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As It Happens

As It Happens AS IT HAPPENS I Susan Wood Just as you're about to* settle back into the life you call your own, it happens: the wind rubbing itself against the skinny limbs of trees in winter, the cold lips of flowers pressed hard against the earth, and the lips of the dead answering them, something sexual and bleak. Too many small moments of comfort unfold like useless handkerchiefs in a larger landscape, an ocean perhaps. This isn't the life you meant to have, though sometimes it almost makes you happy: a child nuzzling your hand, your husband's soft breathing beside you as the darkness slowly backs away into a comer. But in this weather you imagine something else: there was a man you loved once and you knew the consolation of hard ground, the violence in the space between two bodies that shocked you, that turned your bones to thin wires of light. And though you'd thought differently, nothing was resolved by the ice breaking open on the lake, the vague shadow of green under snow. A man's face is always about to disappear and what's left isn't enough. It never is. Your own death is that faint cloud of ashes on your breath. You hold it, and go on. 16 · T h e M i s s o u r i R e v ie w http://www.deepdyve.com/assets/images/DeepDyve-Logo-lg.png The Missouri Review University of Missouri

As It Happens

The Missouri Review , Volume 4 (1) – Aug 27, 1980

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Publisher
University of Missouri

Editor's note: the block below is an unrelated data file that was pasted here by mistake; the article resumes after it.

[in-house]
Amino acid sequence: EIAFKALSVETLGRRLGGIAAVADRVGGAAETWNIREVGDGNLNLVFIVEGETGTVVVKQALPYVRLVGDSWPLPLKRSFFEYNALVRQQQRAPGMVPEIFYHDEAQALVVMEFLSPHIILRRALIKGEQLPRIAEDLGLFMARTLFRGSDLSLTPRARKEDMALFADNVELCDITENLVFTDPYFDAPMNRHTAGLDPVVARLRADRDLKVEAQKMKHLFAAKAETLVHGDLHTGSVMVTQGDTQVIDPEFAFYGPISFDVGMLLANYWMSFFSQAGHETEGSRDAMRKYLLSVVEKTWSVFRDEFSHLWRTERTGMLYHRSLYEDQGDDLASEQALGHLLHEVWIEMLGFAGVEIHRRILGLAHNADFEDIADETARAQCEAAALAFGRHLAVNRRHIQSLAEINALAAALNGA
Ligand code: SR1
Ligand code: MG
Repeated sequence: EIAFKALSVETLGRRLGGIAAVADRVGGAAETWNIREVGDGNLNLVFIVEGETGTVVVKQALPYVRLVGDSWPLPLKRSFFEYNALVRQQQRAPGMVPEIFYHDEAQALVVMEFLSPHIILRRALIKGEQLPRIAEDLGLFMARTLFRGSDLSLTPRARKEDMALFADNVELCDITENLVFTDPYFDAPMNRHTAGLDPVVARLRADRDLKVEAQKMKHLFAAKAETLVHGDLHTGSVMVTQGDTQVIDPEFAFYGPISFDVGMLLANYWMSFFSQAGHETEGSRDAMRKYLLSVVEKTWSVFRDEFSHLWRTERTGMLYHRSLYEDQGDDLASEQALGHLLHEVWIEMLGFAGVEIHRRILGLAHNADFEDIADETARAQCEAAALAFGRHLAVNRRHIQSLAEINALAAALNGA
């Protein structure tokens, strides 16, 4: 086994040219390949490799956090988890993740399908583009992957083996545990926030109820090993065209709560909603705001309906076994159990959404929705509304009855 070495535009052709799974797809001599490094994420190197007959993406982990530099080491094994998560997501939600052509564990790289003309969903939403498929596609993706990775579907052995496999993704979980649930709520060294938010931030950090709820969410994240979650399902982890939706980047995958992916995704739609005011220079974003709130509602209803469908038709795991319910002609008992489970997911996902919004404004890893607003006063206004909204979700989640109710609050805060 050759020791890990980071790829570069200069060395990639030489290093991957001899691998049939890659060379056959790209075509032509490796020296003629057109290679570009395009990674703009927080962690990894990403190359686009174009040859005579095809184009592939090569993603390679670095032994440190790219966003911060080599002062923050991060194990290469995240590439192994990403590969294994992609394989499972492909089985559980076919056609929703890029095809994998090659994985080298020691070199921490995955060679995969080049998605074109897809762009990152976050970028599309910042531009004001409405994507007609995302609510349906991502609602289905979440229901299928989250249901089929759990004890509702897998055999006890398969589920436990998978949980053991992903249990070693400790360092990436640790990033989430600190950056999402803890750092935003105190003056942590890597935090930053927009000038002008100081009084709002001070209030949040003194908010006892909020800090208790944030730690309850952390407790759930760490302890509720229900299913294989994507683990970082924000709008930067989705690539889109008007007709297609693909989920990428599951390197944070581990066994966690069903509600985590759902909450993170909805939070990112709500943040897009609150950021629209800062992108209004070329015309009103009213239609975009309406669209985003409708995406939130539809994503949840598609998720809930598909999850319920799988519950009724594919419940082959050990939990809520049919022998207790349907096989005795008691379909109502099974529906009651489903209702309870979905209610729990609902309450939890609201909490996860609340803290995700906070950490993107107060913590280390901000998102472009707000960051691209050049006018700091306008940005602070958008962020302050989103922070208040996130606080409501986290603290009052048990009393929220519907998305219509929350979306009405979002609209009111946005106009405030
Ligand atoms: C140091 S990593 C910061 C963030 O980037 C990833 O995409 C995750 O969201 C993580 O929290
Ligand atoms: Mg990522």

Copyright
Copyright © The Curators of the University of Missouri.
ISSN
1548-9930
Publisher site
See Article on Publisher Site

Abstract

AS IT HAPPENS I Susan Wood Just as you're about to* settle back into the life you call your own, it happens: the wind rubbing itself against the skinny limbs of trees in winter, the cold lips of flowers pressed hard against the earth, and the lips of the dead answering them, something sexual and bleak. Too many small moments of comfort unfold like useless handkerchiefs in a larger landscape, an ocean perhaps. This isn't the life you meant to have, though sometimes it almost makes you happy: a child nuzzling your hand, your husband's soft breathing beside you as the darkness slowly backs away into a comer. But in this weather you imagine something else: there was a man you loved once and you knew the consolation of hard ground, the violence in the space between two bodies that shocked you, that turned your bones to thin wires of light. And though you'd thought differently, nothing was resolved by the ice breaking open on the lake, the vague shadow of green under snow. A man's face is always about to disappear and what's left isn't enough. It never is. Your own death is that faint cloud of ashes on your breath. You hold it, and go on. 16 · T h e M i s s o u r i R e v ie w

Journal

The Missouri ReviewUniversity of Missouri

Published: Aug 27, 1980

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